Managing your WordPress Media Library for SEO

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Manageing your WordPress Media Library for SEO by LaLa Projects

Small Things Add Up

Search Engine Optimization is an accumulation of many small things that all add up to make a website optimized.  Managing your WordPress Media Library for Search Engine Optimization (SEO) is one of those small things.

It is best to start implementing these recommendations when you start building a new website.  It can be a daunting task to go back to optimize images after the website is built.  If your website is already built, this is still worth the read.  There are some easy things you can do and it will help you with best practices moving forward.

What Can Search Engine See

Traditionally, search engines can’t view your images.  This is slowing changing with emerging AI technology, but it still has a ways to go. In the meantime, assume search engines can’t view or contextualize your website images, they only know that there is an image.  There things we can do to help search engines understand your images better.

Image File Name

Image file names matter.  An image file name of IMG1234.jpg doesn’t convey much information.  If you were to name the file puppy-covered-in-mud.jpg you instantly have context. Search engines can read image files that are made of real words that are separated by dashes, not underscores or spaces.  Do not use camel case, PuppyCoverInMud.jpg or underscores Puppy_Covered_In_Mud.jpg.  The file name should be all lowercase, words separated by dashes, like this puppy-covered-in-mud.jpg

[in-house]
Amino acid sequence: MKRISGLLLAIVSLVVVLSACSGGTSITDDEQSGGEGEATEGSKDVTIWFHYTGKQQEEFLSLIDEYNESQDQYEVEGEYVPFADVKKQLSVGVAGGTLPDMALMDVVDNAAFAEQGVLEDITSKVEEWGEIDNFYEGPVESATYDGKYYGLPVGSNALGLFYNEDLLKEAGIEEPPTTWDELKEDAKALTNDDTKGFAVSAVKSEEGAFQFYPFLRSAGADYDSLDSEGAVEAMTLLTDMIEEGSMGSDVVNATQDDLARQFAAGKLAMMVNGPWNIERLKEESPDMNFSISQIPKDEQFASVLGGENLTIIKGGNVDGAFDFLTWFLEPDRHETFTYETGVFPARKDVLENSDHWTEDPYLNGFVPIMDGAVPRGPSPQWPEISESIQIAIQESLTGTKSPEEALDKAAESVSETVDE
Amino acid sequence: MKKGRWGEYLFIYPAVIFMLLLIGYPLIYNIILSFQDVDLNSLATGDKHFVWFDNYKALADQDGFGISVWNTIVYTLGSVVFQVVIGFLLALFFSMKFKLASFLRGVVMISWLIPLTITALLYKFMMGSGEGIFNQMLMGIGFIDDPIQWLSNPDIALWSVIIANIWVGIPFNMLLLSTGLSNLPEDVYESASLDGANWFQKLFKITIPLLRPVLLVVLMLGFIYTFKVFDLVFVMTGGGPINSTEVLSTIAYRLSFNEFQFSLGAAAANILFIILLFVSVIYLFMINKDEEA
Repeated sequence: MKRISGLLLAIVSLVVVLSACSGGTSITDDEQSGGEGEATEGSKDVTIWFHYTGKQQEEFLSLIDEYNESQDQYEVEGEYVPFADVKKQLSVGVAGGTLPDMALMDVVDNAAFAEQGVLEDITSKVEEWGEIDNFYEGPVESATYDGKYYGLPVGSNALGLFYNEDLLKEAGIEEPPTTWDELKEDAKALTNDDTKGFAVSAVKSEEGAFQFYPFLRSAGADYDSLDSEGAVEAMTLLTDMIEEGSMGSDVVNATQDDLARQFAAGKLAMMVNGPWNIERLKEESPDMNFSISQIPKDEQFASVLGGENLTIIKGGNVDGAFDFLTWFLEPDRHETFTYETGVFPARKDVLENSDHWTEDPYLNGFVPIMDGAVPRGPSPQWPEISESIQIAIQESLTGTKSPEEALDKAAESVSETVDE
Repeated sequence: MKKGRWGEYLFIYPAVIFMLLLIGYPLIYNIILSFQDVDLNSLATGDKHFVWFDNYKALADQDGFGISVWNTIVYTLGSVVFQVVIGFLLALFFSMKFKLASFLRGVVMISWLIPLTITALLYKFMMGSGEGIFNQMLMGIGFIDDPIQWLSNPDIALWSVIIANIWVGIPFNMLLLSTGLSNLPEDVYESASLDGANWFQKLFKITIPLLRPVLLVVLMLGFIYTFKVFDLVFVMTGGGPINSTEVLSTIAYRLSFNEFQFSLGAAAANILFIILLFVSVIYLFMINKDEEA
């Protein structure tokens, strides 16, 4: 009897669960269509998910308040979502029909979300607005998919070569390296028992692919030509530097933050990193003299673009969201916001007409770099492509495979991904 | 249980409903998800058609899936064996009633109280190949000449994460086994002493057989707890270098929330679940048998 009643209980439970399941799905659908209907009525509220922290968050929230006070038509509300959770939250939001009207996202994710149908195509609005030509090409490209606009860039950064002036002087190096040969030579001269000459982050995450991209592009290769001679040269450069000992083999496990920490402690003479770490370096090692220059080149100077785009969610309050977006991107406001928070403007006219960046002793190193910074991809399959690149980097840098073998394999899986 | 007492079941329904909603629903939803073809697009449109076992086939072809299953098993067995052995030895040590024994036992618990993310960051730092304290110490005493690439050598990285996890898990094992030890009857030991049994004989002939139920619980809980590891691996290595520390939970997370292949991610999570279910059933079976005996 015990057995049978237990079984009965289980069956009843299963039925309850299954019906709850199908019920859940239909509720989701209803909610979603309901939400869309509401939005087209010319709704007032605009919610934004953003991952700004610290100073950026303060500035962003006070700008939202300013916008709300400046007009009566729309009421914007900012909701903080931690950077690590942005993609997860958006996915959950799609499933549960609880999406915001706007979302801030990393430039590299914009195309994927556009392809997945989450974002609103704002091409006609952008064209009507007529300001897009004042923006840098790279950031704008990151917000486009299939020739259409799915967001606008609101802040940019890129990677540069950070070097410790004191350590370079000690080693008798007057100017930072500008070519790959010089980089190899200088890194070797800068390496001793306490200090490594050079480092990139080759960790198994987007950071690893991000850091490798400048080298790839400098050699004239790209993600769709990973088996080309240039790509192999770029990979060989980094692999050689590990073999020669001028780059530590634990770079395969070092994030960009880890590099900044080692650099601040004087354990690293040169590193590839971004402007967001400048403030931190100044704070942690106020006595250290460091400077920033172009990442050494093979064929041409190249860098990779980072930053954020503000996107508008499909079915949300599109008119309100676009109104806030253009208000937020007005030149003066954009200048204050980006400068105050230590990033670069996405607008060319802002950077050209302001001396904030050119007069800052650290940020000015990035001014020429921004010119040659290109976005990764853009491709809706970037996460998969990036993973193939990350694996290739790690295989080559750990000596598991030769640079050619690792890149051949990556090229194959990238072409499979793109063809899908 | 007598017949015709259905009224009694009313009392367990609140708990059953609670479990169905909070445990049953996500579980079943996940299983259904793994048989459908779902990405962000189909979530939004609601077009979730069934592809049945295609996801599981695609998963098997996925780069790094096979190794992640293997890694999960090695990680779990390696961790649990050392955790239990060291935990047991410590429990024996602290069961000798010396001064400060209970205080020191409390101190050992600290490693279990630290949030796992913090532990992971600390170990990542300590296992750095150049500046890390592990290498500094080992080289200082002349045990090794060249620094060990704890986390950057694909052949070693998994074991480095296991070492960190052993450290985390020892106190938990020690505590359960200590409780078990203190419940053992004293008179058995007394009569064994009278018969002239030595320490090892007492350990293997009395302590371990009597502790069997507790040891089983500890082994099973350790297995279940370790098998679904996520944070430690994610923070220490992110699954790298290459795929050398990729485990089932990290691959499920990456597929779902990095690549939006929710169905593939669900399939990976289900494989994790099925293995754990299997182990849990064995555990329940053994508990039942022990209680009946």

Once you upload an image file to your WordPress Media Library you can’t edit the file name.  This work must be done before you add it to your website.

Alt Tag

Alt Tags or Alternative Text started out as a way to help seeing-impaired people read the internet.  Search Engine also started using this as way to understand the image.  If people were entering alt tags, they were usually adding straight-forward contextual text.

Now that we know Search Engines are reading the Alt Tag we can also thoughtfully add in Keywords.  In the example below, we added ‘Siberian Husky’ into the Alt Tag.  This is a great contextual addition, especially if your web page or post is about Siberian Husky puppies.

In general, the Alt Tags should still be straight-forward contextual text, do not stuff it with too many keywords or use a comma-separated list of keyword.  You should still write it as if you are describing the image to a seeing-impaired person.

Most online references say the Alt tags should be limited to less than 125 characters.  Character limits can change from year to year, so you may want to do less than 100 characters to be safe.


It is easy to add Alt Tags in the WordPress Media Library.  Simply click on any image and the Attachment Details will appear in the right-hand side panel.

WordPress Alternative Text

If you are looking to optimize images on an existing website you can quickly work through your entire media library.

Image Context

Both the File Name and Alt Tag add context to an image, but to really optimize a web page you want the context of the image to also match the text content on the page that you are optimizing.  When you bring all of these elements together it can create strong SEO.  The goal of a Search Engine is to understand what a page is about.  The better you align all of its content with a single topic the better the page will rank on search engines.

Test it

Bring up, then search for Puppy Covered in Mud.  Be sure to click over to the Images tab.  Now, think about how Google is gathering information in order to properly catalog these images.

The Power of SEO

Now that you know, you can apply these best practices to your website to produce better-optimized images and web pages. Be Amazing!